Georgia O'Keeffe and Alfred Stieglitz
She was a key figure in twentieth century American art and has distinguished herself throughout her career by experimenting with styles and techniques. Participating in the invention of American modernism in New York in the 1920s, then in the search for identity that marked the United States in the 1930s, she ended up becoming a few years later a pioneer of "hard edge" abstract painting, particularly known for her paintings of giant flowers.
He believed that "photography is a reality so subtle that it becomes more real than reality". A philosophy that guided his art with a "pure" aesthetic, a style that seeks to depict a scene in the most realistic and objective way. It allowed him to impose himself on the New York art scene of the early twentieth century.
Lovers, then husband and wife, their love inspired their respective works. Their relationship was passionate on the sentimental and artistic level. Sultry couple of the New York avant-garde, the photographer fell in love with the works of Georgia, 23 years his junior, in 1916. He left his wife a few years later, to marry the one that will become his muse. Inspired by her vision of shapes and her sense of aesthetics, he photographed her from all angles, with an erotic tension that challenged the codes of puritanism of the time. Capturing the angles of Georgia's face, the curves of her body, and the lines of her hands, Stieglitz managed to convey his own desire in a series of black and white photographs that still testify to the intensity of their romance.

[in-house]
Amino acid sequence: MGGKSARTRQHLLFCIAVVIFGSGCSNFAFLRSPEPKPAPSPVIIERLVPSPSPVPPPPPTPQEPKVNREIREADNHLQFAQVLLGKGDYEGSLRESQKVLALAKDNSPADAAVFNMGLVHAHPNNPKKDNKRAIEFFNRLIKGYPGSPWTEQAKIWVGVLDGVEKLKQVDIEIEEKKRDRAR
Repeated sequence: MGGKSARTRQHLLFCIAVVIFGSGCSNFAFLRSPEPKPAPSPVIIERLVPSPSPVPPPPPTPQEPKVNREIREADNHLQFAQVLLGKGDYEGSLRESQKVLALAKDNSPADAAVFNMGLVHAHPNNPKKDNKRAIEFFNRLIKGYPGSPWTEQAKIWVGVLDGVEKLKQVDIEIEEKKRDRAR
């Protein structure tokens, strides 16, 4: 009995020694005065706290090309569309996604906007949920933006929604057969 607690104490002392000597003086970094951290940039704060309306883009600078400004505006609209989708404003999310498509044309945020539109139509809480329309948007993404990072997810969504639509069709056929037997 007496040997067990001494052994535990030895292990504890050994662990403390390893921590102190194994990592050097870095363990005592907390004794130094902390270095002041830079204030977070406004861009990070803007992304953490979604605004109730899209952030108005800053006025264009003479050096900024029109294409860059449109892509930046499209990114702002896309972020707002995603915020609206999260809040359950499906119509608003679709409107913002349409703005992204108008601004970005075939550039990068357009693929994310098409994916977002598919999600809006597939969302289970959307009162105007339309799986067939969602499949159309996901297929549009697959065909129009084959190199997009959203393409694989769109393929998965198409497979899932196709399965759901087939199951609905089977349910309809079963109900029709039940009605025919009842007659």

Our GEORGIA model revives this story of art and love, by putting on the dial one of these pictures combining aesthetic forms and sensuality. To continue your discovery of the artists who inspired this watch, LAPS recommends Alain Vircondelet's french book Amours fous, Passions fatales, devoted to the great love encounters in art, and invites you to the Georgia O'Keffe exhibition from September 8th to December 6th at the Centre Pompidou.